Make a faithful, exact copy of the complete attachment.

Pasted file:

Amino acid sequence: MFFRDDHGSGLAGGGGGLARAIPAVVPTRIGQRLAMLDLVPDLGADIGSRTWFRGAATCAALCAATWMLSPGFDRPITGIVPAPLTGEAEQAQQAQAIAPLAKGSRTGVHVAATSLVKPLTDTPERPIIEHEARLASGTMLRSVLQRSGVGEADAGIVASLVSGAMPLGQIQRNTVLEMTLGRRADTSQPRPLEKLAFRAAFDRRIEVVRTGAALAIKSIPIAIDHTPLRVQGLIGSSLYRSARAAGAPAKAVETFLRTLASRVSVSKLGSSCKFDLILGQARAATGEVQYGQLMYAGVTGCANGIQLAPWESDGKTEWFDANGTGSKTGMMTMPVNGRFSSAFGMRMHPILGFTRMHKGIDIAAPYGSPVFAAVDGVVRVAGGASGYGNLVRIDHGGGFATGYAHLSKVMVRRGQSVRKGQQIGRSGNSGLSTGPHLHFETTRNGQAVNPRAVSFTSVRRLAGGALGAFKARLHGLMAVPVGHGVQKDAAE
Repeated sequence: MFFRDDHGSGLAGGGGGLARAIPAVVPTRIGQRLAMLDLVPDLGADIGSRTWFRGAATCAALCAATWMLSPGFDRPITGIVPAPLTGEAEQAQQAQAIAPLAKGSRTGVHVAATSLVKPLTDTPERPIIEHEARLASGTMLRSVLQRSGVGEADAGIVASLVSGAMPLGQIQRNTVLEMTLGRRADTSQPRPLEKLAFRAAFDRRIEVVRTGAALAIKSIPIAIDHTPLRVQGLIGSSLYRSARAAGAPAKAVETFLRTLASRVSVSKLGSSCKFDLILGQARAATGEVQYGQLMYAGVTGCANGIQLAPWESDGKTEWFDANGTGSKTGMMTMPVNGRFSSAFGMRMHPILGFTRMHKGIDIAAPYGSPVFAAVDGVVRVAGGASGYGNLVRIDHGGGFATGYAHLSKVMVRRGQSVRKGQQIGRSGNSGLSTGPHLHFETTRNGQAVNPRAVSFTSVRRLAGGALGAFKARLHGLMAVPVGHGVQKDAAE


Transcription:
Amino acid sequence: MFFRDDHGSGLAGGGGGLARAIPAVVPTRIGQRLAMLDLVPDLGADIGSRTWFRGAATCAALCAATWMLSPGFDRPITGIVPAPLTGEAEQAQQAQAIAPLAKGSRTGVHVAATSLVKPLTDTPERPIIEHEARLASGTMLRSVLQRSGVGEADAGIVASLVSGAMPLGQIQRNTVLEMTLGRRADTSQPRPLEKLAFRAAFDRRIEVVRTGAALAIKSIPIAIDHTPLRVQGLIGSSLYRSARAAGAPAKAVETFLRTLASRVSVSKLGSSCKFDLILGQARAATGEVQYGQLMYAGVTGCANGIQLAPWESDGKTEWFDANGTGSKTGMMTMPVNGRFSSAFGMRMHPILGFTRMHKGIDIAAPYGSPVFAAVDGVVRVAGGASGYGNLVRIDHGGGFATGYAHLSKVMVRRGQSVRKGQQIGRSGNSGLSTGPHLHFETTRNGQAVNPRAVSFTSVRRLAGGALGAFKARLHGLMAVPVGHGVQKDAAE
Repeated sequence: MFFRDDHGSGLAGGGGGLARAIPAVVPTRIGQRLAMLDLVPDLGADIGSRTWFRGAATCAALCAATWMLSPGFDRPITGIVPAPLTGEAEQAQQAQAIAPLAKGSRTGVHVAATSLVKPLTDTPERPIIEHEARLASGTMLRSVLQRSGVGEADAGIVASLVSGAMPLGQIQRNTVLEMTLGRRADTSQPRPLEKLAFRAAFDRRIEVVRTGAALAIKSIPIAIDHTPLRVQGLIGSSLYRSARAAGAPAKAVETFLRTLASRVSVSKLGSSCKFDLILGQARAATGEVQYGQLMYAGVTGCANGIQLAPWESDGKTEWFDANGTGSKTGMMTMPVNGRFSSAFGMRMHPILGFTRMHKGIDIAAPYGSPVFAAVDGVVRVAGGASGYGNLVRIDHGGGFATGYAHLSKVMVRRGQSVRKGQQIGRSGNSGLSTGPHLHFETTRNGQAVNPRAVSFTSVRRLAGGALGAFKARLHGLMAVPVGHGVQKDAAE